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Animal Defenders International : Conservation & Wildlife : EU brings in stricter measures to tackle illegal ivory trade

Animal Defenders International

 

Animal Defenders International

EU brings in stricter measures to tackle illegal ivory trade

Posted: 23 May 2017

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A growing demand for ivory in Asia has led to an escalation of the illegal trade, with reportedly 20,000-30,000 African elephants now killed by poachers every year, resulting in widespread decline in the species.

Under the Convention on International Trade in Endangered Species (CITES) international trade in ivory is banned. There are however exemptions such as items acquired before trade restrictions to protect elephants came into effect (pre-Convention). CITES also does not regulate “domestic” trade within countries or continents.

At the most recent CITES meeting in 2016, which ADI attended to provide expert evidence and advice, one resolution urged the 183 countries who are signatories to CITES to put in place measures to “close their domestic markets for commercial trade in raw and worked ivory as a matter of urgency”. In addition, the EU Action Plan against wildlife trafficking stated that the European Commission should issue guidelines to suspend the export of raw pre-Convention ivory by the end of 2016.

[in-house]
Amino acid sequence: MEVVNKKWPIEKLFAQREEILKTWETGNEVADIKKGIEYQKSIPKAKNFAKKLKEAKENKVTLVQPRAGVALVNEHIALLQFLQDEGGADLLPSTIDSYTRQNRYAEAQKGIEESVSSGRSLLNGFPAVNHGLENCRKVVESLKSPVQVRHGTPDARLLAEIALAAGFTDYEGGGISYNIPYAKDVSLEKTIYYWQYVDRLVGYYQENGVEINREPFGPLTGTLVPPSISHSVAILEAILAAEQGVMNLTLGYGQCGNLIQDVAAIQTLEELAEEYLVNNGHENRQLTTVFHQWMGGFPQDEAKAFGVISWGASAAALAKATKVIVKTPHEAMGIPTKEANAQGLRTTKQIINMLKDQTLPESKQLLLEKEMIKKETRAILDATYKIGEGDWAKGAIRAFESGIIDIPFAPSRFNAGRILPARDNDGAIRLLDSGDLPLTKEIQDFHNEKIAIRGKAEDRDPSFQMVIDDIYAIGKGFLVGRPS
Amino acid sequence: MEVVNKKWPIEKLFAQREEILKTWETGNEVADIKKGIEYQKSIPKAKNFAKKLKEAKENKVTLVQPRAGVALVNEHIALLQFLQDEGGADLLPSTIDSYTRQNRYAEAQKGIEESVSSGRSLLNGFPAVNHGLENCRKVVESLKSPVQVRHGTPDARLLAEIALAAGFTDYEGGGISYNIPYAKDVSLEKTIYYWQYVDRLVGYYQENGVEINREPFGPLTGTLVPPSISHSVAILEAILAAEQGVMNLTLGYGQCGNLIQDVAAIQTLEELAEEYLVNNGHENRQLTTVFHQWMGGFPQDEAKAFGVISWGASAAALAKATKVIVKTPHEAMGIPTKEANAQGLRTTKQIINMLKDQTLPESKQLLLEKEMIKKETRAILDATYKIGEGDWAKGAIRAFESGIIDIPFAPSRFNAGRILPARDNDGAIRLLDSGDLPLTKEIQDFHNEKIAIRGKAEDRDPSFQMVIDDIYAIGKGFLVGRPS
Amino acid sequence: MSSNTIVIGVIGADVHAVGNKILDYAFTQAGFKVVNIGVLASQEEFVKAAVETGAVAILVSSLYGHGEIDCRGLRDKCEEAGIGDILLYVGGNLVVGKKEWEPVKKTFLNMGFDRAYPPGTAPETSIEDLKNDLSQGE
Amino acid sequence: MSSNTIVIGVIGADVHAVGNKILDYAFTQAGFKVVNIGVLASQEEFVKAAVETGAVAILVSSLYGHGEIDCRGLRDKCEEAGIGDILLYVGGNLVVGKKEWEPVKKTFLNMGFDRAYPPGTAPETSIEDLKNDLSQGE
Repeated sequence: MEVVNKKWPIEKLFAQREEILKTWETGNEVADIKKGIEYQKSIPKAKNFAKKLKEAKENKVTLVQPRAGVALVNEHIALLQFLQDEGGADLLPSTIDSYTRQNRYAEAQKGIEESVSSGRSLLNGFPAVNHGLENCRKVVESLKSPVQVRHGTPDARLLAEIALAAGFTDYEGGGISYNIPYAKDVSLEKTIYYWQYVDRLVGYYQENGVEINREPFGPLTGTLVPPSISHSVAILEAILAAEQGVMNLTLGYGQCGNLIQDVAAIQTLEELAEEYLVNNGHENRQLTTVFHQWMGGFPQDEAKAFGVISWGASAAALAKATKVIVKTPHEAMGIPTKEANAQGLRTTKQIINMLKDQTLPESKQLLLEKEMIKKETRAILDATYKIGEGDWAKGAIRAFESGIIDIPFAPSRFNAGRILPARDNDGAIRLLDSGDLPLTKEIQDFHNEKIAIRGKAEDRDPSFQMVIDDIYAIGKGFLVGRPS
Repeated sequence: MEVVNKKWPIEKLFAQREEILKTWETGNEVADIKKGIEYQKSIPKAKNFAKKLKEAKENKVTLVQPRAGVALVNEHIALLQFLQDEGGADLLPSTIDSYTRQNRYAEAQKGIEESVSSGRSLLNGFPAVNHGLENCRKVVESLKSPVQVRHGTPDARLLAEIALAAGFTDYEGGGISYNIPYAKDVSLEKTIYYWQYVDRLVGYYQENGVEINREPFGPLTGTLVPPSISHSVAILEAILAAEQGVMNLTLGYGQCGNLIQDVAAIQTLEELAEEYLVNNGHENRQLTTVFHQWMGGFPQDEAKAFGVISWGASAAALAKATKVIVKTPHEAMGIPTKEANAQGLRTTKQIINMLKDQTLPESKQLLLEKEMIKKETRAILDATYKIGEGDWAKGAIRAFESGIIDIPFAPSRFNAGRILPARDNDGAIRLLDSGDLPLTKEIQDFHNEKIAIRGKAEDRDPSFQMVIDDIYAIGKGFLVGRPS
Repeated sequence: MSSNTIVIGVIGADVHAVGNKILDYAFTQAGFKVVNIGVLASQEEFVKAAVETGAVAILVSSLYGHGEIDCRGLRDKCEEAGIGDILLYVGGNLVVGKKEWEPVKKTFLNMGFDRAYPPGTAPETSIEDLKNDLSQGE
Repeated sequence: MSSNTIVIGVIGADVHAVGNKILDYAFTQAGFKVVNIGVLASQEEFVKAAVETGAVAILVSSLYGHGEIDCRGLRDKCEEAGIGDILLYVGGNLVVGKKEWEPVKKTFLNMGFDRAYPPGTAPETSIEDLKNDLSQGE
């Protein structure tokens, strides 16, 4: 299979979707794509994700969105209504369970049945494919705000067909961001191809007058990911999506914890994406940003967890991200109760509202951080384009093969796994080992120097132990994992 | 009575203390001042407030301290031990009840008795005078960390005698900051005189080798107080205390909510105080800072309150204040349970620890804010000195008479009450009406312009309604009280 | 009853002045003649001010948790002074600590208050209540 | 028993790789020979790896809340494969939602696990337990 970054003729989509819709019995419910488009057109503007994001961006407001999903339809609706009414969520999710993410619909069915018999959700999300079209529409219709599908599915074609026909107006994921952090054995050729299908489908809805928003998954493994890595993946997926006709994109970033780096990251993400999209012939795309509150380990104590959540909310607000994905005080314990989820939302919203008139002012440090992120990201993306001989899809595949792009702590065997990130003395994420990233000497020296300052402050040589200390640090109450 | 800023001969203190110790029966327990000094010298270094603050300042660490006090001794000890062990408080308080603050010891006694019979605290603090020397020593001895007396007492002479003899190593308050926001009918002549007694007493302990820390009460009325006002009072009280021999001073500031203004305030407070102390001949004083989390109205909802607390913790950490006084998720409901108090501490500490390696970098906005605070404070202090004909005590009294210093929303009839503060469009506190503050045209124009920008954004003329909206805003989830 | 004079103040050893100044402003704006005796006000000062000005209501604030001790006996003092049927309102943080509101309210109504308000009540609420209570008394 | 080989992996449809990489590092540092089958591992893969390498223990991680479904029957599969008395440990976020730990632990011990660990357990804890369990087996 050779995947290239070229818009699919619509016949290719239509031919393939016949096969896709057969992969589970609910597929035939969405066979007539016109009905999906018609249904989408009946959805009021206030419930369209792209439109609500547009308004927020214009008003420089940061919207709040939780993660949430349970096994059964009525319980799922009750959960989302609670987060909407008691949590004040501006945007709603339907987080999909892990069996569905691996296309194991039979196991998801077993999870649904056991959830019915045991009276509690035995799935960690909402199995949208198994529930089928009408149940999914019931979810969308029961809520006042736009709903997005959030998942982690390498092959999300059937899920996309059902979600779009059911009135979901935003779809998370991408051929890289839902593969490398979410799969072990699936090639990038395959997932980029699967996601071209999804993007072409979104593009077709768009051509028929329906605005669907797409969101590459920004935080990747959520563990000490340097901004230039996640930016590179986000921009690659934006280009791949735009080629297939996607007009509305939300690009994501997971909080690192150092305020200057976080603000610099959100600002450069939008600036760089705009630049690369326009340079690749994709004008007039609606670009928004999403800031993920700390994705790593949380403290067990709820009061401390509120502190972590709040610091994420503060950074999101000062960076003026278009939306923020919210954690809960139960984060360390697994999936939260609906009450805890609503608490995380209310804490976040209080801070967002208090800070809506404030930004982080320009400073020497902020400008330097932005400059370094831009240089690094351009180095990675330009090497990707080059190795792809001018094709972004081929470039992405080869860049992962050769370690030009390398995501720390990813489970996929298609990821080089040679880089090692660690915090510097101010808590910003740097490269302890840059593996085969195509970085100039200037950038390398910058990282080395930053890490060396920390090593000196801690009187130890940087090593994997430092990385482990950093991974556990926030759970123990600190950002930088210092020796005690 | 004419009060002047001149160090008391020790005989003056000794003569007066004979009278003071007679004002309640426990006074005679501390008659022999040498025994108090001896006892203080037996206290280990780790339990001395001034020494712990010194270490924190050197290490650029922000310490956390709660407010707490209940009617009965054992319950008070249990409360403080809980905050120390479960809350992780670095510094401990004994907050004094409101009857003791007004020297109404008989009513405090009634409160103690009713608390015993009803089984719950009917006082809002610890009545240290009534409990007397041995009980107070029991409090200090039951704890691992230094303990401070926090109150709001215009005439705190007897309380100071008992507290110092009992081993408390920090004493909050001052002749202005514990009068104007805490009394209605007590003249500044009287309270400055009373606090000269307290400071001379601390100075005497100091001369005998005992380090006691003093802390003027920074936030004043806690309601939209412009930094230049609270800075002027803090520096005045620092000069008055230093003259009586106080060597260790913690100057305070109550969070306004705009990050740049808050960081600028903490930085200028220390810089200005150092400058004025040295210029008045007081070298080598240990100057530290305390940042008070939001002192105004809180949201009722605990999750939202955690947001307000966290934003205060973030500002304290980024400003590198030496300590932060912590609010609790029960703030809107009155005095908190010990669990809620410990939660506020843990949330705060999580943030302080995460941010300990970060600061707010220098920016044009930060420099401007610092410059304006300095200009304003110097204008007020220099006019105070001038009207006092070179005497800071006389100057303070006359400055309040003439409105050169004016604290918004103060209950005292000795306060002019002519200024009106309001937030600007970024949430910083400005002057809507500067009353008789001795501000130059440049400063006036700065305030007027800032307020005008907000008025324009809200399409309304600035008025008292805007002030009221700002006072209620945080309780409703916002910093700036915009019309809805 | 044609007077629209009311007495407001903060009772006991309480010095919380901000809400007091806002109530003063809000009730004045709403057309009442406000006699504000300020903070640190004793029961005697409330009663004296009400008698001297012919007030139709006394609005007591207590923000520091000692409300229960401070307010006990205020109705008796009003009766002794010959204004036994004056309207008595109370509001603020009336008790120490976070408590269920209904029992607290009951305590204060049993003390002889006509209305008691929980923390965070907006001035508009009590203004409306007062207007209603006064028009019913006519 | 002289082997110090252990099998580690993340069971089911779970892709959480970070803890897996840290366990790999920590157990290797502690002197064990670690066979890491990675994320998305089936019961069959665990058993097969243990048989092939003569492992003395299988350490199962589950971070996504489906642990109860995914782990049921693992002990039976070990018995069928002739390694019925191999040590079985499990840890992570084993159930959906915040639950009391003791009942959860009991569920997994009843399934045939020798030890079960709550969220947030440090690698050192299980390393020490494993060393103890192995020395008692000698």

In response to these calls the European Commission issued a guidance document for Council Regulation 338/97, which regulates wildlife trade in the EU, urging Member States not to issue export documents for raw ivory and to “strengthen scrutiny” on the trade in worked ivory, which includes items such as musical instruments and antiques.

With raw ivory currently the biggest share of the illegal market worldwide – and legal exports from the EU to Asia seeing a marked increase over the last few years – it is envisaged this measure will be an important step in addressing the illegal trade and elephant poaching crisis. As with the international CITES ban there are exceptions with the export of raw ivory permitted between institutions such as museums, as heirloom moved due to family relocation, and if moved for enforcement, scientific or educational purposes.

The EU chose not to recommend an export ban for worked ivory items as “it is not clear whether a complete suspension of re-export for such items would have a tangible impact against international illegal ivory trade”.

ADI supports and calls for a complete ban on ivory – please join us today!

How you can help elephants

    • Ask your political representative to support measures to end the ivory trade and combat poaching

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